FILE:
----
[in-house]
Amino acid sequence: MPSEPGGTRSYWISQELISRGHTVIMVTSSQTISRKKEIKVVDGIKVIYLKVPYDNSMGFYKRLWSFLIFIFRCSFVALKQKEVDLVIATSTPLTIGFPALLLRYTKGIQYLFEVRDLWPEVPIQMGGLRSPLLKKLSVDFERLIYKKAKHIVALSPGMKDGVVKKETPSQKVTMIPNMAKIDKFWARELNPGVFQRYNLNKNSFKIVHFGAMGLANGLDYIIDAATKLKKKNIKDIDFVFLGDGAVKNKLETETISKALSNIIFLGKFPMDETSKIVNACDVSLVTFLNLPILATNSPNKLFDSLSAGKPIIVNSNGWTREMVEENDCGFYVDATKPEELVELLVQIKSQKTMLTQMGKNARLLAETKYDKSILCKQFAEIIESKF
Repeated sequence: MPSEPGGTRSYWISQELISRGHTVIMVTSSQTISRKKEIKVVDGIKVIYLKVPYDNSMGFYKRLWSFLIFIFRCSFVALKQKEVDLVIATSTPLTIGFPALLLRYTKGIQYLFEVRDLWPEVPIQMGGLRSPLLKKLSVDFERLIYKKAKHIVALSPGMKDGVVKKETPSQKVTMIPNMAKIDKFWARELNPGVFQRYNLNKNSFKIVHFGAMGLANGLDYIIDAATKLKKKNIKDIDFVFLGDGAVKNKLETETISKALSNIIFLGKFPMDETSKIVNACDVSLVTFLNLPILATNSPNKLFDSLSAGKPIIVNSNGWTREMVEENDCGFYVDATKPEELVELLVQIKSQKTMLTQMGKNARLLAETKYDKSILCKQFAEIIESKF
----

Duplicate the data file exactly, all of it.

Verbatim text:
[in-house]
Amino acid sequence: MPSEPGGTRSYWISQELISRGHTVIMVTSSQTISRKKEIKVVDGIKVIYLKVPYDNSMGFYKRLWSFLIFIFRCSFVALKQKEVDLVIATSTPLTIGFPALLLRYTKGIQYLFEVRDLWPEVPIQMGGLRSPLLKKLSVDFERLIYKKAKHIVALSPGMKDGVVKKETPSQKVTMIPNMAKIDKFWARELNPGVFQRYNLNKNSFKIVHFGAMGLANGLDYIIDAATKLKKKNIKDIDFVFLGDGAVKNKLETETISKALSNIIFLGKFPMDETSKIVNACDVSLVTFLNLPILATNSPNKLFDSLSAGKPIIVNSNGWTREMVEENDCGFYVDATKPEELVELLVQIKSQKTMLTQMGKNARLLAETKYDKSILCKQFAEIIESKF
Repeated sequence: MPSEPGGTRSYWISQELISRGHTVIMVTSSQTISRKKEIKVVDGIKVIYLKVPYDNSMGFYKRLWSFLIFIFRCSFVALKQKEVDLVIATSTPLTIGFPALLLRYTKGIQYLFEVRDLWPEVPIQMGGLRSPLLKKLSVDFERLIYKKAKHIVALSPGMKDGVVKKETPSQKVTMIPNMAKIDKFWARELNPGVFQRYNLNKNSFKIVHFGAMGLANGLDYIIDAATKLKKKNIKDIDFVFLGDGAVKNKLETETISKALSNIIFLGKFPMDETSKIVNACDVSLVTFLNLPILATNSPNKLFDSLSAGKPIIVNSNGWTREMVEENDCGFYVDATKPEELVELLVQIKSQKTMLTQMGKNARLLAETKYDKSILCKQFAEIIESKF